In case anyone needs some supplementary proof in order to admit the axiom that everyone is delusional, let us go over the news of the measles epidemic that has broken out in Brooklyn, the disease previously having disappeared from the United States. The authorities have discovered that the focus of the outbreak originated in a sector of the orthodox Jewish community, where there exist a lot of parents opposed to the vaccination of their children. The mayor of New York prepares a decree of compulsory vaccination, the prohibition of non-vaccinated children attending school or entering shopping malls (the news doesn’t explain how this last thing will be avoided), and fines of up to 1000 dollars for those parents who refuse to vaccinate their children. The polemic spreads like wildfire and very quickly the fantasy of anti-Semitism arises amongst the New York Jews, stoked by some real threats. When the Rabbis are consulted, they explain that no religious foundation exists that might justify some parents refusing to vaccinate their children.

There is another reason: the conviction that the vaccine is the cause of autism. In 1995, Mrs Rosemary Kessick was a financial consultant living in London who had been forced to give up her work due to a family tragedy: her second son, who according to her own story had been born healthy and developed happily according to the exemplary outlines of the most up-to-date manuals of upbringing, began to suffer severe intestinal symptoms followed by a regressive disorder that culminated in a serious autism, with loss of language and social contact. For Mrs Kessick, the cause of what had happened was unequivocal: her little William had begun to suffer the intestinal complaint a few days after being vaccinated with MMR, a vaccine that immunises against mumps, measles and rubella. The doctors were not prepared to support her theory, and in her desperation she went to the Royal Free Hospital in London to talk to Dr. Andrew Wakefield, then a renowned specialist in intestinal illnesses. Dr. Wakefield had never seen a case of autism, but confronted by the anxious and obstinate pressure of Mrs Kessick he accepted to carry out on the child a colonoscopy. To his surprise, William’s intestinal tract presented a kind of inflammation and injury never observed before. The following year, Andrew Wakefield published an article in the prestigious journal The Lancet in which he affirmed that he had discovered a connection between the measles virus inoculated by the vaccine and autism.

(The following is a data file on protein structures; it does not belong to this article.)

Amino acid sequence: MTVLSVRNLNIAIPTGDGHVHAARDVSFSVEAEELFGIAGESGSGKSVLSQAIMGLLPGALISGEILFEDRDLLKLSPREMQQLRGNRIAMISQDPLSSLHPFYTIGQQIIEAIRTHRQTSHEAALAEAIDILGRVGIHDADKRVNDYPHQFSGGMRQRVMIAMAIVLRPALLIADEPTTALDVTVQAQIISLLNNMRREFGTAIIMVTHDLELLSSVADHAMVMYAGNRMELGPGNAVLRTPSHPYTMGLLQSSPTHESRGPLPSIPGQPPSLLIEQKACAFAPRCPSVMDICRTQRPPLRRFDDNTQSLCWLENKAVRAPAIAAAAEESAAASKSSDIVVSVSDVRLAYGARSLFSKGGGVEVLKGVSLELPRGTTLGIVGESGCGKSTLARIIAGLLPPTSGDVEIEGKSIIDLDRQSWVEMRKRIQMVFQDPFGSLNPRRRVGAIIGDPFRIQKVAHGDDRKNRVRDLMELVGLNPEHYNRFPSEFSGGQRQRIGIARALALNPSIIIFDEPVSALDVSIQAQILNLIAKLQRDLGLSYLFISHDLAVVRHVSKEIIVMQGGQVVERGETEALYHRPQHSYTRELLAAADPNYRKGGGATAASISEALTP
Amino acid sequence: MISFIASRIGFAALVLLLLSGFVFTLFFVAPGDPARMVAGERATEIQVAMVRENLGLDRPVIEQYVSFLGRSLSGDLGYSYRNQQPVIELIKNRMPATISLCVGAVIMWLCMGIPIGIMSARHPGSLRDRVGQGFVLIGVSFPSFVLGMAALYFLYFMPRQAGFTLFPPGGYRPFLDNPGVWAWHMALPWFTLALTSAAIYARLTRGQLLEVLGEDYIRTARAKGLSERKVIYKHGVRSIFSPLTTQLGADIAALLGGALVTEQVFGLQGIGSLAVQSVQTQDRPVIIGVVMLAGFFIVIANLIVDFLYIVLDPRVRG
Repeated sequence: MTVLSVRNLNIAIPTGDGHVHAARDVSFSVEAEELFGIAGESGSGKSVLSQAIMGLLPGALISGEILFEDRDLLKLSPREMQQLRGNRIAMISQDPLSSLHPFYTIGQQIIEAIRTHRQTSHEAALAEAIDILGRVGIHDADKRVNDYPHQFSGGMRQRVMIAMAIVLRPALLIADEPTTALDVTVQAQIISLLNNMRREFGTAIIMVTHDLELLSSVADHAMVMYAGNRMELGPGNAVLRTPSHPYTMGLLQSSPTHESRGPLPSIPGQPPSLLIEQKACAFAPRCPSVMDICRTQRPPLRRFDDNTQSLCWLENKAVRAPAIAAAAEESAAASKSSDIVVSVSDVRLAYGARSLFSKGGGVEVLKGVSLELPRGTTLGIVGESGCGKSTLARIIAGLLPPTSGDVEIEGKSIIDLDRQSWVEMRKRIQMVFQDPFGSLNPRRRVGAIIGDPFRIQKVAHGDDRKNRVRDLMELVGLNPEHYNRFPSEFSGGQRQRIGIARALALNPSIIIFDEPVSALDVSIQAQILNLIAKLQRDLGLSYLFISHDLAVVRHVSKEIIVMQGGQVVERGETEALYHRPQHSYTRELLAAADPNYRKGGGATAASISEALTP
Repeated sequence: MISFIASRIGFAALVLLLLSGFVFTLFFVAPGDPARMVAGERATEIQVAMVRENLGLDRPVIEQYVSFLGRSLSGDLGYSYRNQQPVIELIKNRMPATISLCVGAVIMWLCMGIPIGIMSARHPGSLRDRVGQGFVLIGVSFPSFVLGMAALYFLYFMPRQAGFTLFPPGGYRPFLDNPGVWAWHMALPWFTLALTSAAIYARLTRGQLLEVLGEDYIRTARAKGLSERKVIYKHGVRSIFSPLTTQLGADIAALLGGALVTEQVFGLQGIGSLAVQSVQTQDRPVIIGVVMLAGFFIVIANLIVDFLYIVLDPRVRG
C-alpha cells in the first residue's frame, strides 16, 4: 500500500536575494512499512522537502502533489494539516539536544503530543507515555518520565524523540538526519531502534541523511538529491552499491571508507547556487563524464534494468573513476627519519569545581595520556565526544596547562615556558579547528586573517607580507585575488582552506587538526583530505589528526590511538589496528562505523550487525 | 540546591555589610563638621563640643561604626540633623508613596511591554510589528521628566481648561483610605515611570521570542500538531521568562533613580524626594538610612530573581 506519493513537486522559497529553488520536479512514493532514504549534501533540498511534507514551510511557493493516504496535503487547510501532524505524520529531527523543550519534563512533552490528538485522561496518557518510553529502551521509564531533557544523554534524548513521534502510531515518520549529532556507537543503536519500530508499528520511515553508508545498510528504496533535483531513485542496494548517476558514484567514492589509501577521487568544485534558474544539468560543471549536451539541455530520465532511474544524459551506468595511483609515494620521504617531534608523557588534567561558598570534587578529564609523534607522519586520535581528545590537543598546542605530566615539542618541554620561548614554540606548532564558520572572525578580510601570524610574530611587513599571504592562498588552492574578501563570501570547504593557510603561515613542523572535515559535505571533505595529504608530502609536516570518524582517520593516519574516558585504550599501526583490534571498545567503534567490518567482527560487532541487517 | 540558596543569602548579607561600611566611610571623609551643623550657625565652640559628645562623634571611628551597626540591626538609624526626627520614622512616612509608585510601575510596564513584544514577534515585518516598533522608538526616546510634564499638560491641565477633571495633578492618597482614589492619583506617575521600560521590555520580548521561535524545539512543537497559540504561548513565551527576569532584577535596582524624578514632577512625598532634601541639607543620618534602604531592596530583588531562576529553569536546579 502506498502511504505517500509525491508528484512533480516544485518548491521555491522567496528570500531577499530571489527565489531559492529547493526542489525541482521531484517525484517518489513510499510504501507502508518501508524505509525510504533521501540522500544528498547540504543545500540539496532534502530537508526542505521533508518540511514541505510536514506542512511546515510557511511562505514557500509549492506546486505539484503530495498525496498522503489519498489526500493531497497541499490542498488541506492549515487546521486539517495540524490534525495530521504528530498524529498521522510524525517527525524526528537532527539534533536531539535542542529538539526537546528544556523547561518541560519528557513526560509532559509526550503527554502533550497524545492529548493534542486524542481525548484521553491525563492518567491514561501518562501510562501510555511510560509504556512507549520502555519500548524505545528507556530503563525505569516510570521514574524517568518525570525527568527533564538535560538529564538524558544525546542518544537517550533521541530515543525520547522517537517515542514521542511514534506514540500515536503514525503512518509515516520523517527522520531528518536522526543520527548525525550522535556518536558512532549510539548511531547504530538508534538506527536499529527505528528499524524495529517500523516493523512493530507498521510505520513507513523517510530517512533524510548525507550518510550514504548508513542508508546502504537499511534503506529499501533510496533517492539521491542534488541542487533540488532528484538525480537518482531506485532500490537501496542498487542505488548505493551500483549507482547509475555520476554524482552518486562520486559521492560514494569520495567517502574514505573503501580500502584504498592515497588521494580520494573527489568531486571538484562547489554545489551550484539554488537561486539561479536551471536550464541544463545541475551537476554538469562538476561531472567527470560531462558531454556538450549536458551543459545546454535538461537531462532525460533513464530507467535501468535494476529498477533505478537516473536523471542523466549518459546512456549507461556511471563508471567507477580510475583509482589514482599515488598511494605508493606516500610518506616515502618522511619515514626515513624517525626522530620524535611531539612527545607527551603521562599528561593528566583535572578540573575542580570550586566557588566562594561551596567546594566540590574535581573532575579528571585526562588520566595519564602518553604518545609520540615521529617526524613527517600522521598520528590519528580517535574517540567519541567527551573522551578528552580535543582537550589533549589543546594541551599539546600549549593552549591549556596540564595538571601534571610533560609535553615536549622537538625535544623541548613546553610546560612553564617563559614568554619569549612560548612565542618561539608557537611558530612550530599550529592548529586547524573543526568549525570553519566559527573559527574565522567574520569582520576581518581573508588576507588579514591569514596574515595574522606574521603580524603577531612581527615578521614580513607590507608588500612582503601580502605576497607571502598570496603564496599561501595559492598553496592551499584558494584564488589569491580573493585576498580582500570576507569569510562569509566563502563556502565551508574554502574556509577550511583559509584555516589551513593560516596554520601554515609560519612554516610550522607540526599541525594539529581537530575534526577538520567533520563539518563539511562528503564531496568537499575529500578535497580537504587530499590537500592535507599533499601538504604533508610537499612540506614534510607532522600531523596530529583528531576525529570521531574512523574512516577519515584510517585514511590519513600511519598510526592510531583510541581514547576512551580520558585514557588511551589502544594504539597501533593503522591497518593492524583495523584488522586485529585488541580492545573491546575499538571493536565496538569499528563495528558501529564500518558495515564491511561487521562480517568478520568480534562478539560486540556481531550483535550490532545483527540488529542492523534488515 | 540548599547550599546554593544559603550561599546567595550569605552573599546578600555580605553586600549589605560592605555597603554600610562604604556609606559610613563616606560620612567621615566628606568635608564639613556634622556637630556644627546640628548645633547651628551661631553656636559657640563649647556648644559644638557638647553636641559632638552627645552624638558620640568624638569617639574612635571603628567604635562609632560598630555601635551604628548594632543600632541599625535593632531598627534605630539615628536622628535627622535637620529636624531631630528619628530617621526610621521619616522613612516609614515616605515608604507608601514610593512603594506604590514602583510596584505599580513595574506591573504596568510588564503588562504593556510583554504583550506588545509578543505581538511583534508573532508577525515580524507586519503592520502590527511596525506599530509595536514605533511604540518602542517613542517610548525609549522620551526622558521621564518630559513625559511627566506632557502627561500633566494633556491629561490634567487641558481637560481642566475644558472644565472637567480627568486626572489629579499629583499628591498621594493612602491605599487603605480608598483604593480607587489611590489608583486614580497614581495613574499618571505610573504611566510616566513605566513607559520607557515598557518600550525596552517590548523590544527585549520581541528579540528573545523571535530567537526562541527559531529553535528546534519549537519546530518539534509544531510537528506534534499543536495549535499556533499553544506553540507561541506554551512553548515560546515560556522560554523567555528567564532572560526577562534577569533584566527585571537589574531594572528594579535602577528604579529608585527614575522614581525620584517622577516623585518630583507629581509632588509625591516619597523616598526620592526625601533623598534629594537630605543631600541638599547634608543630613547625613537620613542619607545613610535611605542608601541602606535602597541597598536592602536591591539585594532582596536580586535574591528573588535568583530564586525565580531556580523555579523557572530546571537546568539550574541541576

Rosemary Kessick, who had created an association called “Allergy Induced Autism”, became an active militant, disseminating Dr. Wakefield’s discovery in a whole host of forums and interviews. Mrs Kessick converted her personal drama into a crusade against vaccination. When the fabulous fraud orchestrated by Dr. Wakefield is discovered, he flees to the United States, having been forced to resign from the British institutions in which he worked. It doesn’t take him long to find followers there, some of them being very important in the media. Jenny McCarthy, for instance, a former Playboy model who is now a journalist, and the mother of an autistic child. Jenny, fronting a television programme with an enormous audience, adopts a passionate defence of Dr. Wakefield’s anti-vaccine theories, even after being awarded the Pegasus Award, a satirical prize bestowed by the James Randi Educational Foundation to those people who contribute to the diffusion of pseudoscience.

Finally, Dr. Wakefield is deprived of his medical degree and judicially removed from professional practice. Rosemary Kessick continues her anti-vaccination campaign and is the author of two books: Autism and Diet and Autism and Gastrointestinal Complaints, in which she persists in supporting the correlation between autism and gastrointestinal illnesses. A presumably psychotic mother, a con man doctor and the turbines of the media networks did their work, making an impression on some crazy parents who in spite of everything continue to believe that vaccines are the work of evil. Now it is not clear if vaccines are an anti-Semitic invention, if the Jews are organising a secret campaign in order to spread measles throughout the world, if the cause of autism is kosher food, or if Playboy magazine is contagious. The Rabbis try to inoculate a bit of common sense, the New York authorities don’t know how to contain the epidemic, and the anti-Semites take advantage in order to shake this cocktail and paint swastikas on Williamsburg trees. Everyone is delusional, many have measles spots, and meanwhile the real roars with laughter…

The moral of the story: neither the measles, nor the anti-vaccine mad, nor the unscrupulous doctors are what is most serious. What is horrifying is that the inconsistency of truth gives wing to lies and renders them invulnerable. The clarifications, explanations, denials and news campaigns all serve for nothing. When the lying arrow gets stuck in the bull’s eye of each subject’s jouissance, nobody can anymore pull it out.


Translated by Howard Rouse